SOUTH BEND, Ind. -- Upon further review, Charlie Weis thinks the officials got almost everything right at the end of the Southern California game.
After watching replays, though, he's not sure the ball should have been spotted inside the 1-yard line after USC quarterback Matt Leinart fumbled.
"I think it was pretty close to being right," Weis said Monday, meeting with reporters for the first time since immediately after Saturday's 34-31 loss to the top-ranked Trojans.
He said the officials could have gotten the call exactly right, except USC coach Pete Carroll had vetoed use of instant replay.
The disputed play occurred in the closing seconds. On second-and-goal from the 2, Leinart rolled out left back to the 10 and then turned up field toward the end zone. At about the 2 he leaped toward the end zone and was hit hard by Irish linebacker Corey
Mays, jarring the ball loose. The ball bounced out of bounds. In the confusion the clock continued to run, ticking down to 0:00.
Irish fans flooded the field and Weis walked out on the field with his arms raised, but he never took his headset off. He knew the game wasn't over.
"Not for one second did I really believe that the clock was really going to run out," he said.
Weis said the referee first told him Leinart had fumbled the ball forward but then ruled he had fumbled it backward. He said he was told by the referee that the official who had made the ruling had changed his mind.
The placement became key because on the next play, a quarterback keeper, Leinart scored the game-winner in the 34-31 victory with second effort and a push by tailback Reggie Bush.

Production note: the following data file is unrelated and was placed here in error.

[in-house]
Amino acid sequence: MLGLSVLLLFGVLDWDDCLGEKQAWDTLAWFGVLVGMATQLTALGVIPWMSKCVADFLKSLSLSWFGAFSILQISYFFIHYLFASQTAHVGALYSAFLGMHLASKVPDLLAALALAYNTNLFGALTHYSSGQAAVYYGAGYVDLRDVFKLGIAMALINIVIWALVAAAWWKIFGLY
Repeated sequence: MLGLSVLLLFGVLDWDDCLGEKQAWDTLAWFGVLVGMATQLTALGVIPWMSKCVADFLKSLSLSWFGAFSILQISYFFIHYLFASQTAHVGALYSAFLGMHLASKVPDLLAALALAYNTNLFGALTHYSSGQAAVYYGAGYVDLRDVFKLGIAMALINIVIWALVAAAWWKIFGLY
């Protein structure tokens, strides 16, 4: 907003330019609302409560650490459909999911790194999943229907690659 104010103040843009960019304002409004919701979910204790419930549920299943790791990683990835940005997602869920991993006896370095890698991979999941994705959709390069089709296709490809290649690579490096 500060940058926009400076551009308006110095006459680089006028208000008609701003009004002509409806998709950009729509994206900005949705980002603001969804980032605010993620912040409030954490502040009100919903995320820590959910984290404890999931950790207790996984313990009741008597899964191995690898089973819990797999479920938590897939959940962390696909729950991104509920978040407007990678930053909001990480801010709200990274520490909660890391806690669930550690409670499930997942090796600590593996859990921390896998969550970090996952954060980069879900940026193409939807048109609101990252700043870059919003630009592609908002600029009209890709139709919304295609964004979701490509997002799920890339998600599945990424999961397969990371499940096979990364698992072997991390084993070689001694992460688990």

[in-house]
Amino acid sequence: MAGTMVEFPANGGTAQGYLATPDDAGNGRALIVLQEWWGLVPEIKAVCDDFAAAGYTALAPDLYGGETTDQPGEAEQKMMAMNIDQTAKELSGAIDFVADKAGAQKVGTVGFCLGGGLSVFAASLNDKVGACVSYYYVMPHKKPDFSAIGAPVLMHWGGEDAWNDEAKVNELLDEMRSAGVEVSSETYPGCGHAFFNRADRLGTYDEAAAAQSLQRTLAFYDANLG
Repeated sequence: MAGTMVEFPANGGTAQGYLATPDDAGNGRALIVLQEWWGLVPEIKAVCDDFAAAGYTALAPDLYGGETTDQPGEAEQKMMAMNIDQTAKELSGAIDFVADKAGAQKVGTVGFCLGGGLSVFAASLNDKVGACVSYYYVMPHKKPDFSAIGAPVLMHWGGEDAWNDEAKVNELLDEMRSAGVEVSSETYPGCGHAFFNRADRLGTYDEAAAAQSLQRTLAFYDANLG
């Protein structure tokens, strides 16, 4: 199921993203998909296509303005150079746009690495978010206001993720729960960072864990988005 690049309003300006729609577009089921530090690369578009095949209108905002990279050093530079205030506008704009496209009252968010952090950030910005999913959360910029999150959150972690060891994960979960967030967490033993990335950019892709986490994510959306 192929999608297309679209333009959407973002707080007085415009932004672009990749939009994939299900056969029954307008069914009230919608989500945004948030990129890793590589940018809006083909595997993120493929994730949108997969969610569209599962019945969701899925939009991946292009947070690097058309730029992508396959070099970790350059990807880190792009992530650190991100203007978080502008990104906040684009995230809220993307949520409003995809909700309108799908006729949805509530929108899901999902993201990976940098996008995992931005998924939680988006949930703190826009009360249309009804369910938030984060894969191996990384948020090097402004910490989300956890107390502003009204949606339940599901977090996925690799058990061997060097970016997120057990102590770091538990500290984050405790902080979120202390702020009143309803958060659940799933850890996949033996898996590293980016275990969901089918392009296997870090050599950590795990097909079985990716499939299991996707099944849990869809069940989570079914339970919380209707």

Weis said he wishes the Pac-10 officials could have used instant replay to make sure they got the call exactly right.
"Without replay, you don't know for sure," he said.
After seeing replays, some Irish fans were upset that Bush wasn't penalized for pushing Leinart in. But Weis said even though it's against the rules, he had no problem with it.
"That's a heads-up by Reggie and hopefully any running back I had would be pushing right along with him," he said.
Weis said if he had any real complaint about officiating at the end it was that USC assistant coach Brennan Carroll, Pete Carroll's son, was down near the end zone signaling for a timeout and wasn't penalized.
"They are out of the coach's box and they are calling timeouts with no timeouts left," Weis said. "Now that's a penalty and that alone puts them out of touchdown scoring range and to field-goal range."
Despite various media calling it a great game and Pete Carroll calling it a classic, Weis didn't think so.
"You can say whatever you want, it's not going to be one of my greatest games because we lost," he said. "It will never be one of my greatest games."
Weis tried to turn the disappointment into a teaching moment. He told his 12-year-old son, Charlie Jr., he wanted them to walk over to the USC locker room to congratulate them on their win.
"He thought I was hallucinating when I said that," Weis said.
Because of the magnitude of the game and the way it ended, Weis thought it was the gracious thing to do.
"I just wanted to let them know that I had respect for their team and the way they played and I thought that they showed a lot of character to go back and win that game," he said. "I thought it was a good lesson for my son."